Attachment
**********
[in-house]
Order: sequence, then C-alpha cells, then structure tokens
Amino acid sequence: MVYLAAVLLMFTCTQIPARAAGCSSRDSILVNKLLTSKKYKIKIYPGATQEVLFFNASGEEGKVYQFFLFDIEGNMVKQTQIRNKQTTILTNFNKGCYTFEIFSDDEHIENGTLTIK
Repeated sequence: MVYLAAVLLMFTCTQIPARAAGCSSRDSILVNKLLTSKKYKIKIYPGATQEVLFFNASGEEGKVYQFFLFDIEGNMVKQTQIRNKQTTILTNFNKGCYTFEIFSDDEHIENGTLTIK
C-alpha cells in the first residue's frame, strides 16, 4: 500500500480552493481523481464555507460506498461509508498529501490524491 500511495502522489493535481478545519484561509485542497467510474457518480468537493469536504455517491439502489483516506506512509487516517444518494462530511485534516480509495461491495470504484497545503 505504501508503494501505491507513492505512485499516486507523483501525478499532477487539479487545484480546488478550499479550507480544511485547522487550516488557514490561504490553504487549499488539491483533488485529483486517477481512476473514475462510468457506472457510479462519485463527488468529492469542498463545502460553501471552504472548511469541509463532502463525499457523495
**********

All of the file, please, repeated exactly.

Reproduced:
[in-house]
Order: sequence, then C-alpha cells, then structure tokens
Amino acid sequence: MVYLAAVLLMFTCTQIPARAAGCSSRDSILVNKLLTSKKYKIKIYPGATQEVLFFNASGEEGKVYQFFLFDIEGNMVKQTQIRNKQTTILTNFNKGCYTFEIFSDDEHIENGTLTIK
Repeated sequence: MVYLAAVLLMFTCTQIPARAAGCSSRDSILVNKLLTSKKYKIKIYPGATQEVLFFNASGEEGKVYQFFLFDIEGNMVKQTQIRNKQTTILTNFNKGCYTFEIFSDDEHIENGTLTIK
C-alpha cells in the first residue's frame, strides 16, 4: 500500500480552493481523481464555507460506498461509508498529501490524491 500511495502522489493535481478545519484561509485542497467510474457518480468537493469536504455517491439502489483516506506512509487516517444518494462530511485534516480509495461491495470504484497545503 505504501508503494501505491507513492505512485499516486507523483501525478499532477487539479487545484480546488478550499479550507480544511485547522487550516488557514490561504490553504487549499488539491483533488485529483486517477481512476473514475462510468457506472457510479462519485463527488468529492469542498463545502460553501471552504472548511469541509463532502463525499457523495